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Re: st: Modelling extremely rare events (binary)


From   Markus Eberhardt <markus.eberhardt@economics.ox.ac.uk>
To   statalist@hsphsun2.harvard.edu
Subject   Re: st: Modelling extremely rare events (binary)
Date   Tue, 14 Jun 2011 10:42:56 +0100

Eric, I am 'harvesting' the site as we speak. I like the title of one
of his papers, "Estimating the Probability of Events that Have Never
Occurred".
Best wishes
m

Markus Eberhardt
ESRC Post-doctoral Research Fellow, Centre for the Study of African
Economies, Department of Economics, University of Oxford
Stipendiary Lecturer, St Catherine's College, Oxford

web: http://sites.google.com/site/medevecon/home
email: markus.eberhardt@economics.ox.ac.uk
twitter: http://twitter.com/sjoh2052
mail: Centre for the Study of African Economies, Department of
Economics, Manor Rd, Oxford OX1 3UQ, England




On 14 June 2011 10:37, DE SOUZA Eric <eric.de_souza@coleurope.eu> wrote:
> He has a whole page devoted to it:
> http://gking.harvard.edu/category/research-interests/methods/rare-events
>
>
> Eric de Souza
> College of Europe
> Brugge (Bruges), Belgium
> http://www.coleurope.eu
>
>
> -----Original Message-----
> From: owner-statalist@hsphsun2.harvard.edu [mailto:owner-statalist@hsphsun2.harvard.edu] On Behalf Of Abhimanyu Arora
> Sent: 14 June 2011 11:29
> To: statalist@hsphsun2.harvard.edu
> Subject: Re: st: Modelling extremely rare events (binary)
>
> Hi
> Perhaps you could have a look at Gary Kings's -relogit-?
> Best
> Abhimanyu
>
> On Tue, Jun 14, 2011 at 10:05 AM, Markus Eberhardt <markus.eberhardt@economics.ox.ac.uk> wrote:
>> Hello everybody
>>
>> I have an empirical problem where for a very large dataset (panel,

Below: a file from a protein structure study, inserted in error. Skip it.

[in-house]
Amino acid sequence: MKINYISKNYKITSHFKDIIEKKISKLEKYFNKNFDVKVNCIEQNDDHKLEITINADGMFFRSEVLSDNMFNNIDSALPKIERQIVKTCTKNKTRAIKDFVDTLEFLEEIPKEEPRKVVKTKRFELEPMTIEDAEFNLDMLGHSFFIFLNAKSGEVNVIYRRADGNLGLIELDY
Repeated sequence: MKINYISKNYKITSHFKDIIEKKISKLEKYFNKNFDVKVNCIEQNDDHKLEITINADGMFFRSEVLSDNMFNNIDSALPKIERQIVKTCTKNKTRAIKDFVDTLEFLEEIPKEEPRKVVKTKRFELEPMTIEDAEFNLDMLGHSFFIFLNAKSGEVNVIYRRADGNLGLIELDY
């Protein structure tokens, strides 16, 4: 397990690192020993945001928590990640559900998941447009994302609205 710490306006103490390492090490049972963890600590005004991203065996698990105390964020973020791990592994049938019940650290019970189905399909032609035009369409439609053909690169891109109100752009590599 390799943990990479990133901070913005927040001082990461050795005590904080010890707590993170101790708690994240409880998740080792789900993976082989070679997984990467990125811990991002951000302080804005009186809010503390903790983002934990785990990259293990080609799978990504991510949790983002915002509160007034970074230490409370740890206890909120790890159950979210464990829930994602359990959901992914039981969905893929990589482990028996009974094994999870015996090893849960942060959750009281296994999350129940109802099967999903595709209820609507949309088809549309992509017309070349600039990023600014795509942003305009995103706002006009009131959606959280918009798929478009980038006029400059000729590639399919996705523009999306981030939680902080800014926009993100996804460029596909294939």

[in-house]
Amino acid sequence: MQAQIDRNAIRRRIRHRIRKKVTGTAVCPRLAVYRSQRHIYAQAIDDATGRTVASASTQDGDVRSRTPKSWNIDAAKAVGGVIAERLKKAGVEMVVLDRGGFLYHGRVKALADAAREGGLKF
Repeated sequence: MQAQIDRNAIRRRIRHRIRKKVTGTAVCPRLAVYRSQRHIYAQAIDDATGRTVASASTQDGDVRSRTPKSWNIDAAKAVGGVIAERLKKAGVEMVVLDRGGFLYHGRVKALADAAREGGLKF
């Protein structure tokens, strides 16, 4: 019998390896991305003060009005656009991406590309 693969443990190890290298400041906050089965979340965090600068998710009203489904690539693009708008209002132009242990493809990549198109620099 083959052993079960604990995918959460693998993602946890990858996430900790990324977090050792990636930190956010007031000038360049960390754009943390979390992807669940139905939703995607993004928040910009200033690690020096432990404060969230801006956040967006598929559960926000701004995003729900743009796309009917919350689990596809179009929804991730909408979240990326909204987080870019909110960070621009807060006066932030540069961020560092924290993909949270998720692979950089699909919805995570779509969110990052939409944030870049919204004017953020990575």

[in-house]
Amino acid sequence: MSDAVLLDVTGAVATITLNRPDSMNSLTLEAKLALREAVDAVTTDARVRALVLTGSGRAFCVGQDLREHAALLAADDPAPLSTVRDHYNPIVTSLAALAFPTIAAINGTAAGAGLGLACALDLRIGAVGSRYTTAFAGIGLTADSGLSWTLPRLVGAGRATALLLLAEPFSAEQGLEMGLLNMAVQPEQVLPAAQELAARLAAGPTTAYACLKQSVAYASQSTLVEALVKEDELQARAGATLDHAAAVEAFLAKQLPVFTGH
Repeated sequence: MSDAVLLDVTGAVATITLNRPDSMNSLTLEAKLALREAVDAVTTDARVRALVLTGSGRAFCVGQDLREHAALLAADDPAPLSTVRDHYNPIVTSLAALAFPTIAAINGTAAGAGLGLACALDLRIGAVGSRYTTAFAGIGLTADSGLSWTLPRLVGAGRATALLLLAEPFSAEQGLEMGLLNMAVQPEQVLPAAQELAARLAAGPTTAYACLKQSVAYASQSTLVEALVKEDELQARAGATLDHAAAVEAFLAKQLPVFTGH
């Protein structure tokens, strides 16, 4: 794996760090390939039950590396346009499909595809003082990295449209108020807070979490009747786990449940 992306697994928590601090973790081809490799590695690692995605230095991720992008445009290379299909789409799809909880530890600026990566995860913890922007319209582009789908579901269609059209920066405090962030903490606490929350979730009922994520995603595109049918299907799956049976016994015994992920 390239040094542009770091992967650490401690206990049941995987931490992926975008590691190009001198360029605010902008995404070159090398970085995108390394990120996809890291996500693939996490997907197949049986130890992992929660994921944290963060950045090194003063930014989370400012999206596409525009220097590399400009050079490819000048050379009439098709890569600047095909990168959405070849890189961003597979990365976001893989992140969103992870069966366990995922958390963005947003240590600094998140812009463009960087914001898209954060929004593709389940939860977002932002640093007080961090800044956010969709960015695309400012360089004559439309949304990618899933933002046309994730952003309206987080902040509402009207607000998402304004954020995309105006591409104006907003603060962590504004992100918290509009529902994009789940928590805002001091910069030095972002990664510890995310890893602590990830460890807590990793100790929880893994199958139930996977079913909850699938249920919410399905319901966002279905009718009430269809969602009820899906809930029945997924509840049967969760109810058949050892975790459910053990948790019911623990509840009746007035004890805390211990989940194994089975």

>> around 20,000 panel members with over 60,000 observations) I have two
>> binary outcome variables A and B. The occurrence of either is
>> extremely rare: only about 1.5% and 0.1% of observations for A and B
>> respectively. I am for the time being treating this as a pooled panel,
>> so not accounting for any fixed effects at the panel member level. My
>> empirical model is made up of continuous and binary variables. In the
>> logit and probit I am estimating A and B separately, for biprobit
>> jointly, for mlogit I have four categories (0, A occurrs, B occurrs,
>> both occurr). Ideally the analysis does account for the jointess of
>> the decision as in the biprobit and mlogit approaches.
>>
>> Here are my questions:
>> (1) DOES THIS AT ALL MAKE SENSE? Having estimated logit, probit,
>> bivariate probit and multinomial logit I am concerned about the
>> viability of what I am doing to this data: given the minute share of
>> actual events occurring (1s, rather than 0s) is it at all possible
>> that a logit-type model could tell me anything meaningful? So far I am
>> getting interpretable empirical results, but it was put to me that
>> these were entirely unreliable (or even spurious) given the extreme
>> rarety of the event. Note that there are strong priors (from the
>> descriptive analysis) that a certain characteristic (binary) drives
>> the outcomes, so I imagine that a fixed effect and/or an interaction
>> of this binary characteristic with other (continuous) RHS variables
>> may provide an intuitive 'fit', but I am unsure whether this is
>> empirically satisfied.
>> (2) USEFUL DIAGNOSTICS? My diagnostics for the model(s) are hampered
>> by the fact that it's difficult to get a handle on what constitutes a
>> substantial deviation for the predicted from the observed outcomes.
>> Apart from -fitstat- type diagnostics, are there any other things I
>> could do to chose between rival models and/or to convince myself that
>> what I'm doing is at all meaningful in this challenging empirical
>> case?
>> (3) ALTERNATIVE EMPIRICAL MODELS? Are there any other empirical
>> specifications that are better suited to fit this data? I tried to
>> search for extremely rare events such as earthquakes, but couldn't get
>> much out of it.
>> (4) PANEL ELEMENT? Possibly a bridge too far, but would there be any
>> option to get the panel element of the data to have a bearing on the
>> empirics.
>>
>> Thanks a lot in advance.
>> markus
>>
>> Markus Eberhardt
>> ESRC Post-doctoral Research Fellow, Centre for the Study of African
>> Economies, Department of Economics, University of Oxford Stipendiary
>> Lecturer, St Catherine's College, Oxford
>>
>> web: http://sites.google.com/site/medevecon/home
>> email: markus.eberhardt@economics.ox.ac.uk
>> twitter: http://twitter.com/sjoh2052
>> mail: Centre for the Study of African Economies, Department of
>> Economics, Manor Rd, Oxford OX1 3UQ, England
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